Guest Puzzle 3 by exit

May 26, 2019

So, our third guest puzzle, and one from exit who I’d been secretly hoping would send something our way for a while. 🙂 This was a thoroughly enjoyable, pretty breezy offering, finished in a time that would be considerably under par for the i. Think an IoS reprint, or a gentle Dac. Very much what I was hoping for when I foolishly decided – just one more puzzle – very late one evening. Just the thing to while away a little time over a traditionally wet Bank Holiday weekend.

To solve, click here:

COD? A difficult choice, tbh, but in a good way, because there are loads to choose from. But let’s go with 17d which has a lovely surface reading, a definition I bet you didn’t know, and nice clear wordplay to lead you home safe and sound – “Flats offering view over railway (7)”.

Answers and parsing of the clues follows, so if you don’t want to be spoiled, look away now.







1 Less than half-hearted roar (5)

4 Surpass courier, maybe, with direction on label (7)
UPS (courier, maybe) + TAG (label) + E{ast} (direction)

8 Oscar held by poet for directors (5)
O{scar} (‘phonetic’ alphabet) inside BARD (poet)

9 University note is incorrect about sex service providers (9)
U{niversity} + TI (note in tonic sol-fa scale) + LIES (is incorrect) enclosing IT (about sex)

11 Hotel said to be involved in 21A (4)
Homophone of ‘WRITS’ – which are likely to feature in litigation (21ac)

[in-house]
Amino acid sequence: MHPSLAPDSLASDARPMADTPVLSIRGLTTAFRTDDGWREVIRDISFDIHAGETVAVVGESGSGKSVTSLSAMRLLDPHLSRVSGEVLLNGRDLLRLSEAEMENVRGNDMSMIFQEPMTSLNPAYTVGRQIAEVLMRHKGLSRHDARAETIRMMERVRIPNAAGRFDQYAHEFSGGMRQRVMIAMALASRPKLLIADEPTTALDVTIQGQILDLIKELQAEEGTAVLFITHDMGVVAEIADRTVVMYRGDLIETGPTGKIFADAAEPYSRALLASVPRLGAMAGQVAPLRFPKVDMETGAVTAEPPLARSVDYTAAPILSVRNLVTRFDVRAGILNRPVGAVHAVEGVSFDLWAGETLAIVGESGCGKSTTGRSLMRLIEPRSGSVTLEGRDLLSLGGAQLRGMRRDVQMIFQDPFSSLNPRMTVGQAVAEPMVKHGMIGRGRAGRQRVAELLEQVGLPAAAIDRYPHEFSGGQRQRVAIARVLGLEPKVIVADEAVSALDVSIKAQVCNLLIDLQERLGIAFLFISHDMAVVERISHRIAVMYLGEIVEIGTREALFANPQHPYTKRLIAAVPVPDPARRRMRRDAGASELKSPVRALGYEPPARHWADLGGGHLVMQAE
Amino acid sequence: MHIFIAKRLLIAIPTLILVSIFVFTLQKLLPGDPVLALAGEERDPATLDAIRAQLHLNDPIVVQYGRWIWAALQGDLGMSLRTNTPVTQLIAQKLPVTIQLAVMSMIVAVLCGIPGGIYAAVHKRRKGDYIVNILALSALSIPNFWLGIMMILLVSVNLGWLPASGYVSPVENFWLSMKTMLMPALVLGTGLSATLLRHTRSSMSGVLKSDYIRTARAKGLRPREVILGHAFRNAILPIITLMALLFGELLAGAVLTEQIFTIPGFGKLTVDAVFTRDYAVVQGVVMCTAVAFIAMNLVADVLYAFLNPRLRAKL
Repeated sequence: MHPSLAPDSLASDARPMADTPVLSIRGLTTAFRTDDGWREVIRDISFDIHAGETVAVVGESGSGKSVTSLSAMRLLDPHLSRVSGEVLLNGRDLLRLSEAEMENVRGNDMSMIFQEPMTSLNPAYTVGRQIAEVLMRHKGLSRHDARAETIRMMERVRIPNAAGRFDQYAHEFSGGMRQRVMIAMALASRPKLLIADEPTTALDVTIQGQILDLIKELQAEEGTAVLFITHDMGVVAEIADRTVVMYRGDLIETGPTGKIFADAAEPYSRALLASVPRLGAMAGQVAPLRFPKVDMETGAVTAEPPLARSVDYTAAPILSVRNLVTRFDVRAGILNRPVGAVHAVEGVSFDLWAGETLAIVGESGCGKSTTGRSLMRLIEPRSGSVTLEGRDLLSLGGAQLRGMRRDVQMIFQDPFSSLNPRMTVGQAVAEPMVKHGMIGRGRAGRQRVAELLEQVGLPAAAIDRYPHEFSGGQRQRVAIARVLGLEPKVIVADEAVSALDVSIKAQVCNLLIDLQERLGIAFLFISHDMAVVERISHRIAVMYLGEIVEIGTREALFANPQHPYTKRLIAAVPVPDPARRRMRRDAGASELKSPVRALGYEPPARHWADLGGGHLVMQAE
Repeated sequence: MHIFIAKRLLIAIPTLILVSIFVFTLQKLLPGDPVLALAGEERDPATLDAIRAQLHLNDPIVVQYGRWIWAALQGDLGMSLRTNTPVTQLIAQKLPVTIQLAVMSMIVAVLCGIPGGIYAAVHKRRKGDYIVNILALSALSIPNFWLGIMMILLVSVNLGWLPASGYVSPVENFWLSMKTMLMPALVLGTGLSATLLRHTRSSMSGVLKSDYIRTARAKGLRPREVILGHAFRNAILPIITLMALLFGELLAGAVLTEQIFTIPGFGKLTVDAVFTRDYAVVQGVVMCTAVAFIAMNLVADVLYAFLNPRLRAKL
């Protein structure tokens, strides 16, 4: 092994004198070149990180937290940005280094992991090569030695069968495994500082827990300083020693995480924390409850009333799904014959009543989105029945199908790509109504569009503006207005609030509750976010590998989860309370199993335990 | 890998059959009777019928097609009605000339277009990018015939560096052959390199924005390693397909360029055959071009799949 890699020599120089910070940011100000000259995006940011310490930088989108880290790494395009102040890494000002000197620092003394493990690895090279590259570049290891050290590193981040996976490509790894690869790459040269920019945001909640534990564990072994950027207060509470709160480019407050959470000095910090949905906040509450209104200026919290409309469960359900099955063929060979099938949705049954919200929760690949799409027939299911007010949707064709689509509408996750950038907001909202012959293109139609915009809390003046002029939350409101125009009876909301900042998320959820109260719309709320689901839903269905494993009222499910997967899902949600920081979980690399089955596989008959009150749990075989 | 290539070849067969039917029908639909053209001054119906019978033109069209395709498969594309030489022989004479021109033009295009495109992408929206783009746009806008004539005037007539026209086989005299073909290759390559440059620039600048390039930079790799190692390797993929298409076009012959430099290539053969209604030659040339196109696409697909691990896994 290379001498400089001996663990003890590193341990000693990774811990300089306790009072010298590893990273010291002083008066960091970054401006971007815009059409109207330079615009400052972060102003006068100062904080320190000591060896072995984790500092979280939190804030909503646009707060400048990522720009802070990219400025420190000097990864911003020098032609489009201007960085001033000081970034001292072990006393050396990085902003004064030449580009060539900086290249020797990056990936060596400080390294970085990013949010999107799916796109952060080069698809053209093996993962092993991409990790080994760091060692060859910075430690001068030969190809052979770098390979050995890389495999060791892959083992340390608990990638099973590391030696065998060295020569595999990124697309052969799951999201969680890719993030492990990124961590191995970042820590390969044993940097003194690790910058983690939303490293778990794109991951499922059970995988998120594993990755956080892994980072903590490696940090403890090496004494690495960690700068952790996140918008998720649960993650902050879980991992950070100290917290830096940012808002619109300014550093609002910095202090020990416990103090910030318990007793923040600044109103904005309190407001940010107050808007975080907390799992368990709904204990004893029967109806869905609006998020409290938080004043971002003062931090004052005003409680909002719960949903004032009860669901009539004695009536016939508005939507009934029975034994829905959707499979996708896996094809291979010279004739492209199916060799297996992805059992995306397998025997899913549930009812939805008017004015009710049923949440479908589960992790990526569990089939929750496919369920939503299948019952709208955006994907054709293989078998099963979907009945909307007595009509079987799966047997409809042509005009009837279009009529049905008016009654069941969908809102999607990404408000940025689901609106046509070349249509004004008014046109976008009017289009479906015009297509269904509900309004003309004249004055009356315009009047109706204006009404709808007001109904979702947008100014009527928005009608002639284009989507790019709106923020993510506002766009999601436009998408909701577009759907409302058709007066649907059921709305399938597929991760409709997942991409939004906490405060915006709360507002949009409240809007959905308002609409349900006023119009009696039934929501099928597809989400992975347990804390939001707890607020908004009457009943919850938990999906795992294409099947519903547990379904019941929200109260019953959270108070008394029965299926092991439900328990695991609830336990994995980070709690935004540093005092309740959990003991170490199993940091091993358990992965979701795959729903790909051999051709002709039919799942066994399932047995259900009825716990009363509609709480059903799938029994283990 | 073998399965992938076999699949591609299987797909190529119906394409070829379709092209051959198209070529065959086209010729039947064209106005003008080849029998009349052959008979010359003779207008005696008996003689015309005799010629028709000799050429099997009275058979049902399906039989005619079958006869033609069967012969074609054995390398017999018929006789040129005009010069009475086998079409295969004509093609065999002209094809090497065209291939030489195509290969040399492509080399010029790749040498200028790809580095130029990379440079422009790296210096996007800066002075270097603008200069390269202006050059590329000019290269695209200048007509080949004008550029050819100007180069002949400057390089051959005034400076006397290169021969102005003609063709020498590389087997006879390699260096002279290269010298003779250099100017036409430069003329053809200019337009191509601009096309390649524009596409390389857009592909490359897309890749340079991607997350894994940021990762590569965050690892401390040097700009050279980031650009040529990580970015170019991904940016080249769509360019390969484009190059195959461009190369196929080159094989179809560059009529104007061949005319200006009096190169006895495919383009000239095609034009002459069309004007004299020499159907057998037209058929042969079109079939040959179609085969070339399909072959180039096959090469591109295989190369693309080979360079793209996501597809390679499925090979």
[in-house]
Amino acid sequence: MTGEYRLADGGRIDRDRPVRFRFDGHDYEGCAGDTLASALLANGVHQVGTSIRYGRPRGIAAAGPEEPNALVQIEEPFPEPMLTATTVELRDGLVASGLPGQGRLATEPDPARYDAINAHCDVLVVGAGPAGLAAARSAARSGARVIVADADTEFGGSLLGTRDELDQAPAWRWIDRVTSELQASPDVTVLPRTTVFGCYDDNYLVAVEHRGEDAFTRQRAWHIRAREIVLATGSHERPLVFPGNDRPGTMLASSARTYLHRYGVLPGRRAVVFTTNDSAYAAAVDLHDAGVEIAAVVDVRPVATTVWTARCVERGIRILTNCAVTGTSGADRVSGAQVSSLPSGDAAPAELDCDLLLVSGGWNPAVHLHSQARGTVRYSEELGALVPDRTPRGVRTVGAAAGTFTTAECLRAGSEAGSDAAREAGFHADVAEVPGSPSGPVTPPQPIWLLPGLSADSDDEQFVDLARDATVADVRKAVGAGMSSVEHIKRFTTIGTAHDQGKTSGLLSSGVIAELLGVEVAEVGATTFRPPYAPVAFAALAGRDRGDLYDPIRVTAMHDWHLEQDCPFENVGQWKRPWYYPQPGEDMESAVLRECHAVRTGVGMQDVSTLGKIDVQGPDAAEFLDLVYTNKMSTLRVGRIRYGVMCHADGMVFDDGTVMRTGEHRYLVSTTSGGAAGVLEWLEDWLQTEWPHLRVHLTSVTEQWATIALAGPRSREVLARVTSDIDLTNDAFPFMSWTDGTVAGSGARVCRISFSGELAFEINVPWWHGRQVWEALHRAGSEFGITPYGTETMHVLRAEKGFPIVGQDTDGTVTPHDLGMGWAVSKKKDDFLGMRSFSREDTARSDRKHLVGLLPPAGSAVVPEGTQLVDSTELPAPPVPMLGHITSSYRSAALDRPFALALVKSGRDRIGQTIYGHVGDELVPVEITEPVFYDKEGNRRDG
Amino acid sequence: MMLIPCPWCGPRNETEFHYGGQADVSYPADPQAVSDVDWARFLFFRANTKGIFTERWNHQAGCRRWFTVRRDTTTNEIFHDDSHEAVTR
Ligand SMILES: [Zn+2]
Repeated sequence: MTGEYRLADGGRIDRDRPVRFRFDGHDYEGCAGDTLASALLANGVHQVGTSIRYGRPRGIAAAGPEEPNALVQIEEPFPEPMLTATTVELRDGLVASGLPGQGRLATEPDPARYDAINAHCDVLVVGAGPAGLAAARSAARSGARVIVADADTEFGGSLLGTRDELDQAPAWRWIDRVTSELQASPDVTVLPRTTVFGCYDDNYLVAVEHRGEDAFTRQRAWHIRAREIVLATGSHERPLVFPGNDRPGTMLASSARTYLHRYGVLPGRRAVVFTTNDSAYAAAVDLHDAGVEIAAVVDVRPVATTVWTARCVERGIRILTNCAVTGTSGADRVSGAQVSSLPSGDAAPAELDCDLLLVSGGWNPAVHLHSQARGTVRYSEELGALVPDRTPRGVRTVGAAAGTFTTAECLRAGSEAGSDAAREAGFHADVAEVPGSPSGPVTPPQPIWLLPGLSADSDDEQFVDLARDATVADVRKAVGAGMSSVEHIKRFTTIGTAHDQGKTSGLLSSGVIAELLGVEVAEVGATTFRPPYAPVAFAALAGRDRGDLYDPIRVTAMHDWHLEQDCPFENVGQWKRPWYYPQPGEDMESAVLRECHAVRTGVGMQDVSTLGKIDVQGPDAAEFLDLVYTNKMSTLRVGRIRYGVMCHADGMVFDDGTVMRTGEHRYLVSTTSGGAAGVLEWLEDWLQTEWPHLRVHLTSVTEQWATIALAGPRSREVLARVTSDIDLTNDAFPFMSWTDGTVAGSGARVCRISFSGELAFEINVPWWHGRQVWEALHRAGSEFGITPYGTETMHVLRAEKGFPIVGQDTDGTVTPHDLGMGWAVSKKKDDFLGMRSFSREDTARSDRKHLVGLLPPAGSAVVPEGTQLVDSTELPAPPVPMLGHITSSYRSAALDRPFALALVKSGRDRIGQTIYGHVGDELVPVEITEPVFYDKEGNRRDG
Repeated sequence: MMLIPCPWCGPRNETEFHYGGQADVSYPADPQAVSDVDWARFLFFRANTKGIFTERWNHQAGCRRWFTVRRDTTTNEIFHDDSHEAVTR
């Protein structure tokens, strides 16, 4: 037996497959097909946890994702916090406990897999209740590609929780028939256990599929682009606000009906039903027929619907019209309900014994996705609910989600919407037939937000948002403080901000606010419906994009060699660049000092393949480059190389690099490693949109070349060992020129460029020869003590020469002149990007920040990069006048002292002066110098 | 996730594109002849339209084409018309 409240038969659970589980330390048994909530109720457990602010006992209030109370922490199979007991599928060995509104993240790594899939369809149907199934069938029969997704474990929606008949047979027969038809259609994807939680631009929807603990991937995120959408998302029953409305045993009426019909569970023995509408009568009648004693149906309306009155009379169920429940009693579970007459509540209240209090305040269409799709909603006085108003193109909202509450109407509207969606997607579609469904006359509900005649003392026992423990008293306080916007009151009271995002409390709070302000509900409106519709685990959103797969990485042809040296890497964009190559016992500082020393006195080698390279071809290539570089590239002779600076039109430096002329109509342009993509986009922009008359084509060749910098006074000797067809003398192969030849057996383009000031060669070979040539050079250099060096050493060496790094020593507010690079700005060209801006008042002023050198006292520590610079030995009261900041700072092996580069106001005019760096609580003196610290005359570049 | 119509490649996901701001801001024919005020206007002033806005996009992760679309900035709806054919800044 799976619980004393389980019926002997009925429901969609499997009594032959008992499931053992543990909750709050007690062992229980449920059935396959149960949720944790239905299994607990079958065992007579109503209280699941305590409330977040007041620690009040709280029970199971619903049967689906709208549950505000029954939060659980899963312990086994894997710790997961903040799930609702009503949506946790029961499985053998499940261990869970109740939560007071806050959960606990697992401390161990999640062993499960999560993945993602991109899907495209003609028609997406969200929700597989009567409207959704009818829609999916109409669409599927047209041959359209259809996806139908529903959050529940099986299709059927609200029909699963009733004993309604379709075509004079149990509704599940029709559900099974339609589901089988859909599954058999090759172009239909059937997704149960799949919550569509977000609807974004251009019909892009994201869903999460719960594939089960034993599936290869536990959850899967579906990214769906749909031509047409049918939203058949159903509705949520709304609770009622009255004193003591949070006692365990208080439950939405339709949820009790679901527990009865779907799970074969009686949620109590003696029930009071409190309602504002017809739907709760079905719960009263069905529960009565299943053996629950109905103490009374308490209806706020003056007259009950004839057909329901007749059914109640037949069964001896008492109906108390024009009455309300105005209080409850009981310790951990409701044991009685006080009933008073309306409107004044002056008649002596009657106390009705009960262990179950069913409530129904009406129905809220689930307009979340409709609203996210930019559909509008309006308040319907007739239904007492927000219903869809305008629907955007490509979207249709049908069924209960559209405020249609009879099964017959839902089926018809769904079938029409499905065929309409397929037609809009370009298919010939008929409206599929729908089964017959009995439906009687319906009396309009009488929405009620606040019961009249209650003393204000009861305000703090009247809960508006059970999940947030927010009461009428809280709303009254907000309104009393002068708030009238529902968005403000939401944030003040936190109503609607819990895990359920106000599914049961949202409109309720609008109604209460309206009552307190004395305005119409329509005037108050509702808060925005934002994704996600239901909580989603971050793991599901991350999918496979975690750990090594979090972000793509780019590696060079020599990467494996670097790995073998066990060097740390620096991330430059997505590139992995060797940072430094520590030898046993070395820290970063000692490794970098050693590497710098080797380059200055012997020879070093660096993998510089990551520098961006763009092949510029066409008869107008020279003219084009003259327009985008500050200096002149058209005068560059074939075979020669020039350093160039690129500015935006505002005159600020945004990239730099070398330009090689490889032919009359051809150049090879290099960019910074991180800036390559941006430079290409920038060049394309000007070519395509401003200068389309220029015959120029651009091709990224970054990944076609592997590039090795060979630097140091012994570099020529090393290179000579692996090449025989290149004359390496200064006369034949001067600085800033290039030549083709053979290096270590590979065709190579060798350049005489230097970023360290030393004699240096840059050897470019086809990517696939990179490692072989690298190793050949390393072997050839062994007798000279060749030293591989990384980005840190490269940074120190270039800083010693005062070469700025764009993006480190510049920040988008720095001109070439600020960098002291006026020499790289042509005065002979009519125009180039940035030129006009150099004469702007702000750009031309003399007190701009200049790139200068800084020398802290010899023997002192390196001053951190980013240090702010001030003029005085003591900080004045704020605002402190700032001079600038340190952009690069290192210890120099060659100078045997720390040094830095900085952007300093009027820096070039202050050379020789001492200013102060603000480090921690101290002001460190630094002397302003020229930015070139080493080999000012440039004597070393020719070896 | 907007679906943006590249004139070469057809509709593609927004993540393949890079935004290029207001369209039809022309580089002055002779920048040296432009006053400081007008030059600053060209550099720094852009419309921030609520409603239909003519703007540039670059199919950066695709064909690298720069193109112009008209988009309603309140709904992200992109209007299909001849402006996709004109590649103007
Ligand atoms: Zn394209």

12 How do a tuxedo, one small coin and 50 yen lie next to each other? (10)
A + DJ (dinner jacket, tuxedo) + A (one) + CENT + L (50, Roman numeral) + Y{en}

14 “I rate BR awful” – judge (7)
(I RATE BR)*. A subject close to the other half’s heart at the moment, as she’s been on jury duty for the past couple of weeks.

16 If new they would be American – balls! (7)
A ball in cricket which hits the pitch around the batsman’s feet is called a yorker, and New Yorkers are American.

18 Endless criticism for movement (3)
STICK (criticism, usually adverse) minus its first and last letters (endless).

19 I rush on in a frenzy to feed (7)

20 Supervise bishop’s position (7)
OVER + SEE – a bishop can be said to be over a see (diocese).

21 Court case – in it Ali got rattled (10)

22/10 In Idaho nest you’ll find frankness (7)
Hidden in IdaHO NEST You’ll. Phi splits his answers across the grid quite often and I’m never sure if I love or loathe the device. I suppose it adds a little spice.